I was glad, if skeptical, heading into President Obama's appearance in Chicago last Friday. But was once again left with that old post-speech, empty feeling as I sat in traffic coming back from the south side, waiting for the president's motorcade to clear out. It seems I wasn't the only one.
Here's Dr. Brittany Cooper, writing in Ebony.
Almost as soon as he began to talk, I found myself deeply incensed at President Obama’s address in Chicago this past Friday. I hoped, along with the 50,000 folks who petitioned for this speech after Hadiya Pendleton’s murder, that the president would offer both empathy and solutions to a community shell-shocked by massive violence. Instead when the president began by suggesting that we need to “do more to promote marriage and encourage fatherhood,” I started shaking my head.
Rather than empathizing with those Black families that have been destroyed by violence, he blamed the prevalence of non-nuclear Black families for contributing to it! Recycling this tired narrative about broken families and absentee Black fathers does nothing to address the steady flow of guns into our communities, nor the pathologies that lead young people to fire them.Melissa Harris-Perry wasn't as harsh, but offered a similar critique:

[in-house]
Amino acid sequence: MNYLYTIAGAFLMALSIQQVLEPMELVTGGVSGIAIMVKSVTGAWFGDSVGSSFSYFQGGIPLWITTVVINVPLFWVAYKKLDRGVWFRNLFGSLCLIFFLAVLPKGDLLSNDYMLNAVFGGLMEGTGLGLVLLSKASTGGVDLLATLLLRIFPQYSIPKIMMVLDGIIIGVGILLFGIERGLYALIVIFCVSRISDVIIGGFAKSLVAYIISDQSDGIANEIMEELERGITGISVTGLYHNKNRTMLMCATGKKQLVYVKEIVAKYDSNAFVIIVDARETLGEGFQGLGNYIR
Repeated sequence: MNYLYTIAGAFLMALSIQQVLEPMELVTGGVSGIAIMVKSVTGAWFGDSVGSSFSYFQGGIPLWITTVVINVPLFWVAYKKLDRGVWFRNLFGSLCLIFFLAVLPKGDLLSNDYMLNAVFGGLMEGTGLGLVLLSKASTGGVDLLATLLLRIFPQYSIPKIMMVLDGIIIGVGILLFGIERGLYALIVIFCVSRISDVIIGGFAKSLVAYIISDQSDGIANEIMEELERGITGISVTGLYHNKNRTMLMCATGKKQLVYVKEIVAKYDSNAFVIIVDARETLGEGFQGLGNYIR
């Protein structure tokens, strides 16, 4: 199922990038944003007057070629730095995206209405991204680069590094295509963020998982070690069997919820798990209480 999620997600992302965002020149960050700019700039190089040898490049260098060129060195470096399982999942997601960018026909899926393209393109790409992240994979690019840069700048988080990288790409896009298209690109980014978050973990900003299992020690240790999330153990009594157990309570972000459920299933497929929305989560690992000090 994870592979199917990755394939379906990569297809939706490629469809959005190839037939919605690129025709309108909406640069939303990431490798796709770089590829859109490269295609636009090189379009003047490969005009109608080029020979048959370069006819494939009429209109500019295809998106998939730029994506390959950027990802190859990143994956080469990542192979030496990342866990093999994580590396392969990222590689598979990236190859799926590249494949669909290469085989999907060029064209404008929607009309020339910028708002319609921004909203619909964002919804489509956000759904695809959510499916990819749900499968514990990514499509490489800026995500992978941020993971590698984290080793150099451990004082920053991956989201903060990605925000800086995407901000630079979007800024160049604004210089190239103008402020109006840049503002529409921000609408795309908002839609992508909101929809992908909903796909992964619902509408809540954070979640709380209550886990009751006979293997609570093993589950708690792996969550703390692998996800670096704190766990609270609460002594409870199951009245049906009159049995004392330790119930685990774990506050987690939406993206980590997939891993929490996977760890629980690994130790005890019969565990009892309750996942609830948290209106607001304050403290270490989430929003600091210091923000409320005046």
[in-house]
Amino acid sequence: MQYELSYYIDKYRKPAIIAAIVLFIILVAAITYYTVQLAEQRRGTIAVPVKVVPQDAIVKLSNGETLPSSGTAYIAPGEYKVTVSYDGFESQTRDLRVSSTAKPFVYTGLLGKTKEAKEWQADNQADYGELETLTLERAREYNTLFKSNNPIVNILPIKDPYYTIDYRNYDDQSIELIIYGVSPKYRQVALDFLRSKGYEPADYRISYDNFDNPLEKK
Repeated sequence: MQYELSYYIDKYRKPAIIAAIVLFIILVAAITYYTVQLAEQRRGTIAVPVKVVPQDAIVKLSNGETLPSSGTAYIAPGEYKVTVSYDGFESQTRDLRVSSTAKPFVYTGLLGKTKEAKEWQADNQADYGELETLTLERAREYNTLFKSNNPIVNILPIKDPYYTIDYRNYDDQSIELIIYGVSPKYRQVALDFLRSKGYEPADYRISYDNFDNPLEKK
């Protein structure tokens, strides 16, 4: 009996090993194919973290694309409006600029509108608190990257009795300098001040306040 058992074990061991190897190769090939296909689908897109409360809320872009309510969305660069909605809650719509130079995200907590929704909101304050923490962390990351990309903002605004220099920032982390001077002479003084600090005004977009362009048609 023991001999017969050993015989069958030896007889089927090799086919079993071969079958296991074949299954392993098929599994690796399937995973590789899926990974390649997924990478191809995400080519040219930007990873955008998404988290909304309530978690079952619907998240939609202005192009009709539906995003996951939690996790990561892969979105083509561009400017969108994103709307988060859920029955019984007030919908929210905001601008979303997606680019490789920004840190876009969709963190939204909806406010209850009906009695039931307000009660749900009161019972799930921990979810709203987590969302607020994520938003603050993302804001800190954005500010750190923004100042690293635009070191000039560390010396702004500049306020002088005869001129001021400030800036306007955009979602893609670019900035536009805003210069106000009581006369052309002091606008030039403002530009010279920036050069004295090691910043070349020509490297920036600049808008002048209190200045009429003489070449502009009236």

Harris-Perry said that as she has spent most of her time with her daughter being an unmarried mother, she bristles at negative discussions of single motherhood. She then went on to cite statistics, which find that while 41 percent of single mother families live in poverty, only 14 percent of single mothers with full-time, year round work live in poverty. “So that’s an indication to me that this is as much an issue about economic opportunity, about the opportunity for good-paying, full time work” as family structures, she said.To be fair, Obama did talk some about gun control, the need for greater economic opportunity and an expansion of early childhood education. But the speech rang mostly hollow, with the President delivering it surrounded by the same gaggle of local machine pols whose policies are in many ways responsible for the local gun violence epidemic: the closing of hundreds of schools, the funneling of millions of dollars into the pockets of charter school hustlers, and the ensuing further destabilization of south and west-side communities.
I'm sure the Chicago speech gave a temporary morale boost to many of the kids at Hyde Park High School and maybe to those at King, where Hadiya Pendleton and her accused shooter both attended school. But the community needs so much more and so much less of blaming distressed families, themselves the victims of the de-industrialization and the resulting massive stretches of urban poverty left in its wake.